Conventional wisdom says that the marginal gains accrued per unit increase in effort are diminishing. In some cases this does not hold, and the gains seem to be super-linear, rather than sublinear in the amount of effort. Consider for a moment that you are driving in your car, let's call it Car 1, down a straight long road that has a series of traffic lights. A second car, lets call it Car 2, is driving near you at a speed that is only very slightly greater than yours. The other car is inching ahead of your car very slowly. At time t, the distance by which Car 2 is ahead of you is d(t).
As you near the next traffic signal, the light turns amber and you begin to slow down. But the driver of the other car doesn't feel the need slow down, but instead makes it through the light without stopping, while you wait at the traffic signal. The gap between the two cars has suddenly increased. If the two cars were to maintain the same small different in speeds throughout the road, slowing and stopping only at traffic lights, then at time t, the distance d(t) between them will be a non-linear function, quite different from the linear function that it would have been, had there been no traffic lights. What do you think d(t) would look like?
It's not hard to reason out the shape of d(t). At any given time, either both cars are moving,, in which case, they have a relative velocity of v2-v1, or car 1 is stopped at a signal (relative velocity of v2), or car 2 is stopped at a signal (relative velocity of -v1). So the plot of d(t) versus t would be piece wise linear with one of 3 possible slopes in any segment. In the figure below, each segment is labelled with which car(s) is moving during that segment.
Over a long enough time t, d(t) will be significantly above the dotted line, i.e. the value of d(t) that one would expect if there were no traffic lights. Therefore, in the long term, Car 2, which started out with a small velocity advantage ends up far far ahead of Car 1, thanks to non-linearities introduced by the traffic lights.
I have often mused about the similarity between the scenario above and other aspects of life, such as career growth. Just like the traffic lights, there are a number of thresholds in real life, e.g cut-off marks for the A+ grade in exams, a threshold for being accepted at a prestigious university or a job interview, or the difference between getting and not getting an award. Two individuals that differ by only a small amount, will, over the course of a long time interval, find themselves on different sides of these thresholds enough number of times. Thus, small differences in skill level and/or determination between very similar workers get amplified, leading to drastic differences in their achievements over a lifetime. Natural processes around us, including interactions between humans, are highly non-linear, and my suspicion is that humans do not accurately perceve the extent of the non-linearities. The fact that long term benefit can be superlinear in effort is a significant realization, because it means that putting in just a little bit of extra effort -- e.g. an extra hour at work daily, an extra skill, extra effort in networking or maintaining relationships -- can have a disproportionately positive effect in the long term. I'll end with a passage from Richard Hamming's 1986 lecture at Bell Labs titled 'You and Your Research' that touches upon this:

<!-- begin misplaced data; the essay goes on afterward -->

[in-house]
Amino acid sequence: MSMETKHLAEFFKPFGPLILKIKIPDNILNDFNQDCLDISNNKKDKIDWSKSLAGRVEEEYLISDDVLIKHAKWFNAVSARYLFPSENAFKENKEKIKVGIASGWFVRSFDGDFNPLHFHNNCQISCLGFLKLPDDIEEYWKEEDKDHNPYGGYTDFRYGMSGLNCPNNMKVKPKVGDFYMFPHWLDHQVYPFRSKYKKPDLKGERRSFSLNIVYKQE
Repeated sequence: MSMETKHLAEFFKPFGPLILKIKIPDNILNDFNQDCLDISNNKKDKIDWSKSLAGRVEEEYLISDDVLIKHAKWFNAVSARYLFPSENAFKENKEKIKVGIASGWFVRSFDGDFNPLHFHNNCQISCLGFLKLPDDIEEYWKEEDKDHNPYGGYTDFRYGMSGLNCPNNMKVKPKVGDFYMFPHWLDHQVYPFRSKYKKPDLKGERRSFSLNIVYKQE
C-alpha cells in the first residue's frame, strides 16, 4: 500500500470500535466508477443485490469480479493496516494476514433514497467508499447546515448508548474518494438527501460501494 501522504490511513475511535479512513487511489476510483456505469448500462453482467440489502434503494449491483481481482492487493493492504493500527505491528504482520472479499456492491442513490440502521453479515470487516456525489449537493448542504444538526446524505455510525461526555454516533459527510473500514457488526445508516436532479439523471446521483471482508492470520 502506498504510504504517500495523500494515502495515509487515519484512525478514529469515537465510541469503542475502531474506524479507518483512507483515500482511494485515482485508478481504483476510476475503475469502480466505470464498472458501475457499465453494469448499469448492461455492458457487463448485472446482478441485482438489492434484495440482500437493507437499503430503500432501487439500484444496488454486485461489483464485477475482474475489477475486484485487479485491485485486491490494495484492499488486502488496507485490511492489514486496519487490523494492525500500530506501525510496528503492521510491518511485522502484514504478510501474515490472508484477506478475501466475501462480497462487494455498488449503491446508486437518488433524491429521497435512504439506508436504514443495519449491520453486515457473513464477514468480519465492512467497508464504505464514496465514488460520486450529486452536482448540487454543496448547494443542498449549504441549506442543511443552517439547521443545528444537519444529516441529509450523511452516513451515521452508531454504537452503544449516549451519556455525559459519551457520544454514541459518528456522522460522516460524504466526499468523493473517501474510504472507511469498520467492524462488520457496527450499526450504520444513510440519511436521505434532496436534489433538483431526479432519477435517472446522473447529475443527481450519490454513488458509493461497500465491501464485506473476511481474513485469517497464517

.. Now for the matter of drive. You observe that most great scientists have tremendous drive. I worked for ten years with John Tukey at Bell Labs. He had tremendous drive. One day about three or four years after I joined, I discovered that John Tukey was slightly younger than I was. John was a genius and I clearly was not. Well I went storming into Bode's office and said, ``How can anybody my age know as much as John Tukey does?'' He leaned back in his chair, put his hands behind his head, grinned slightly, and said, ``You would be surprised Hamming, how much you would know if you worked as hard as he did that many years.'' I simply slunk out of the office!
What Bode was saying was this: "Knowledge and productivity are like compound interest.'' Given two people of approximately the same ability and one person who works ten percent more than the other, the latter will more than twice outproduce the former. The more you know, the more you learn; the more you learn, the more you can do; the more you can do, the more the opportunity - it is very much like compound interest. I don't want to give you a rate, but it is a very high rate. Given two people with exactly the same ability, the one person who manages day in and day out to get in one more hour of thinking will be tremendously more productive over a lifetime. I took Bode's remark to heart; I spent a good deal more of my time for some years trying to work a bit harder and I found, in fact, I could get more work done.
1 hour extra per day turns out to be equal to be an extra ~1.5 months of 8 hour work days per year!